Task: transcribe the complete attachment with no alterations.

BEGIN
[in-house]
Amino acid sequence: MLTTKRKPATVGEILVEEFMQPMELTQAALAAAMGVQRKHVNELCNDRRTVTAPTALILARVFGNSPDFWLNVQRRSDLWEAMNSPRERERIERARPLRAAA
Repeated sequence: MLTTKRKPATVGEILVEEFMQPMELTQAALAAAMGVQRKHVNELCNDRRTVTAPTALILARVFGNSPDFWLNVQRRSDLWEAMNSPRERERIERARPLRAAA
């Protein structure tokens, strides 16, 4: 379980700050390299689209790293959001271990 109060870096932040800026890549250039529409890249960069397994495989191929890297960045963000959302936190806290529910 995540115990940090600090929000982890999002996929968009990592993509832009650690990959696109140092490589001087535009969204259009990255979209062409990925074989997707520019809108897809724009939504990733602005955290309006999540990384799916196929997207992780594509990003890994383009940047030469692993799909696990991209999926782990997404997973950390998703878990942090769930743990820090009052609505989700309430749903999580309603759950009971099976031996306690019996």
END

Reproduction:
[in-house]
Amino acid sequence: MLTTKRKPATVGEILVEEFMQPMELTQAALAAAMGVQRKHVNELCNDRRTVTAPTALILARVFGNSPDFWLNVQRRSDLWEAMNSPRERERIERARPLRAAA
Repeated sequence: MLTTKRKPATVGEILVEEFMQPMELTQAALAAAMGVQRKHVNELCNDRRTVTAPTALILARVFGNSPDFWLNVQRRSDLWEAMNSPRERERIERARPLRAAA
């Protein structure tokens, strides 16, 4: 379980700050390299689209790293959001271990 109060870096932040800026890549250039529409890249960069397994495989191929890297960045963000959302936190806290529910 995540115990940090600090929000982890999002996929968009990592993509832009650690990959696109140092490589001087535009969204259009990255979209062409990925074989997707520019809108897809724009939504990733602005955290309006999540990384799916196929997207992780594509990003890994383009940047030469692993799909696990991209999926782990997404997973950390998703878990942090769930743990820090009052609505989700309430749903999580309603759950009971099976031996306690019996």